I love my job and what I do and as a result I spend lots of my life seeing and hearing things and then being unable to stop myself relating them to being a good leader and what makes organisations work. I guess if I was a musician I’d always have songs in my head!
A few days ago we were doing a long journey in the car and we put story CDs on in the car for our young sons to listen to - and so, for the first time in ages, I heard Aesop’s Fables. Initially I wasn’t really tuned in and then I heard this one and BANG my mind was back in work mode again:
The Belly and the Members Fable - An Aesop’s Fable
One fine day it occurred to the Members of the Body that they were doing all the work and the Belly was having all the food. So they held a meeting, and after a long discussion, decided to strike work till the Belly consented to take its proper share of the work. So for a day or two, the Hands refused to take the food, the Mouth refused to receive it, and the Teeth had no work to do. But after a day or two the Members began to find that they themselves were not in a very active condition: the Hands could hardly move, and the Mouth was all parched and dry, while the Legs were unable to support the rest. So thus they found that even the Belly in its dull quiet way was doing necessary work for the Body, and that all must work together or the Body will go to pieces.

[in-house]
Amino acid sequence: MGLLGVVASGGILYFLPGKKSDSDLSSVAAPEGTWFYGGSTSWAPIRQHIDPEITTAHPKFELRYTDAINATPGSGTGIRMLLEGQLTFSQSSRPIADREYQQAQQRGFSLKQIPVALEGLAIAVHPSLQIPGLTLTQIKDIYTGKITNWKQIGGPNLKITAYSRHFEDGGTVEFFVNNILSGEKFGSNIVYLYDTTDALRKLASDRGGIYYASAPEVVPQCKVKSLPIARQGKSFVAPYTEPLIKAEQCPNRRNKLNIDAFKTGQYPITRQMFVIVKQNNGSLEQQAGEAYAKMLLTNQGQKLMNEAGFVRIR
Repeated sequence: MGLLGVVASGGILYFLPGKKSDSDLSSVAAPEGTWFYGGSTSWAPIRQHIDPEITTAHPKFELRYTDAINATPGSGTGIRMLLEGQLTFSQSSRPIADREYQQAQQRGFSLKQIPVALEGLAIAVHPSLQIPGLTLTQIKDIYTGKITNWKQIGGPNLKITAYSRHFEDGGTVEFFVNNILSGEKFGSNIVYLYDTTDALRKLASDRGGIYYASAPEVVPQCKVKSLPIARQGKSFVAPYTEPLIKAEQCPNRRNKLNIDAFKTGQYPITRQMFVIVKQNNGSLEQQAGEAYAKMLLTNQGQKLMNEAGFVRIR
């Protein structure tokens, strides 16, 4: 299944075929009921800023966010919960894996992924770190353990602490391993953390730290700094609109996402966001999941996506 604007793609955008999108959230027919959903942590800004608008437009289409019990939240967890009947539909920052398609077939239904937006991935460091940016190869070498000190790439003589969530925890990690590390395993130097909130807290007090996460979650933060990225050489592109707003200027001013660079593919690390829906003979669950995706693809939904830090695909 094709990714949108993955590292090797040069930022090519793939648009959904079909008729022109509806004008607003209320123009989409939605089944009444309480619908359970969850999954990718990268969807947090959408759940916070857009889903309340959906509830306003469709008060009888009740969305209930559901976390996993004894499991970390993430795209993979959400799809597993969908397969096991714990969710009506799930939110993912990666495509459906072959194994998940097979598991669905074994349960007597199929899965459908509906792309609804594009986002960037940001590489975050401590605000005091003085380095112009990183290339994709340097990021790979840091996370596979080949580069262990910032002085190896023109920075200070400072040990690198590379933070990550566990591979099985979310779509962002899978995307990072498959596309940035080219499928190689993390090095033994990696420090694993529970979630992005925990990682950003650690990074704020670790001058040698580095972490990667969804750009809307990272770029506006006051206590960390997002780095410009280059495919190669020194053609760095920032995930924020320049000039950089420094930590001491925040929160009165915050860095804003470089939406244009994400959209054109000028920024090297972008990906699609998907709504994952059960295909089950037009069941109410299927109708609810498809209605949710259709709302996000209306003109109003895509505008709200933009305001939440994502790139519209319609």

As I listened, it occurred to me that we so often feel that we are the ones who are doing all the work, whether it be at work or at home – and we forget that there are other people in the team who are doing their bit too, but in a quiet, often overlooked way.
I regularly facilitate in situations where someone is convinced that the other departments or individuals aren’t pulling their weight – and I get them to understand and/or work in each other’s departments and also encourage them to make sure their own house is in order before they start casting around to give criticism. These approaches get good results, but I think I’m going to add this fable into my toolkit as it underlines the point very succinctly and is a great model for good organisational design. I probably need to pin it on the fridge at home too!
Emma Warren, Portfolio Directors
This post originally appeared on Emma Warren's blog